"minimum wage was not intended to support a family".

that's NOT the point. the point is "To equal the purchasing power of minimum wages in 1970-1974, the minimum wage would have to be at least $18/hour."

all of us here know there isn't a service industry business that can survive paying 18 bucks an hour to all of its employees.

Jerry said...

The thought occurred to me the other day that the Communists have never been able to gain traction in the United States because there was a prosperous middle class. The answer is obvious. Beggar the middle class and a Communist "revolution" becomes possible; at least in their minds. The only fly in this ointment is the Second Amendment. Marx & Lenin always assumed that the little people would be disarmed and they would control the arms.

Jonathan H said...

While I'm willing to discuss the minimum wage and what it is best for it to be. I disagree with some of his points. While car prices are (relatively) uniform across the country, other prices aren't. Housing is the biggest and easiest example - there are HUGE variations in housing costs across the country, in addition to fluctuations in energy costs, food costs, etc.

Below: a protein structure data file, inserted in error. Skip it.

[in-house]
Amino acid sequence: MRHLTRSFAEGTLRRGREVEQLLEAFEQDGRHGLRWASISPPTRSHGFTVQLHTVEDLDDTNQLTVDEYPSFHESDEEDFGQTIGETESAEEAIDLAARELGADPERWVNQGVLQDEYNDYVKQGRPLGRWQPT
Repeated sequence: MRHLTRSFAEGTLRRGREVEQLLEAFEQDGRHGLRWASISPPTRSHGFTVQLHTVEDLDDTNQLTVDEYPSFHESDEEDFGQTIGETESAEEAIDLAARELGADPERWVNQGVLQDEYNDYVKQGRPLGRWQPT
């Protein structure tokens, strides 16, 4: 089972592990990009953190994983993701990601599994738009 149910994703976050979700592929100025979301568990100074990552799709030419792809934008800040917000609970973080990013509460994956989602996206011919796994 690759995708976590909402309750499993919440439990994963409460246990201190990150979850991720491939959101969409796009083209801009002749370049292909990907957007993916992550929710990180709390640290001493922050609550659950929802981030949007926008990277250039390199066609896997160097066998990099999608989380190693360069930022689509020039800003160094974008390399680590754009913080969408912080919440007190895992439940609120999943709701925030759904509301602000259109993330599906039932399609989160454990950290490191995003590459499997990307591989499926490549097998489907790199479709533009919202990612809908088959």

For example, he makes a comparison to a $300,000 house - the average house price in the US the last time I looked was $175,000. I know of places where the county average is $120,000 and places where it is over $1 million.
Additionally, I know places where the average electric bill is $40 a month and places where it is over $300 a month. I don't think it is reasonable to lump all those variations together to come up with a single national cost of living.

bearcub7250 said...

i know what a loaf of bread cost in my AO 15 years ago; 50 cents. that same loaf today is $1.75.

Wonder what that 175K house cost 30-40 years ago?

hateslawns said...

Aesop said:

"For reference, 6 90% silver quarters now would be worth $21.

We don't need higher wages; we just need honest money."

6 quarters = $30.37 as of 6/10/2021.

Rule of thumb with pre-1965 US coins: Spot price X face value X .715 = Value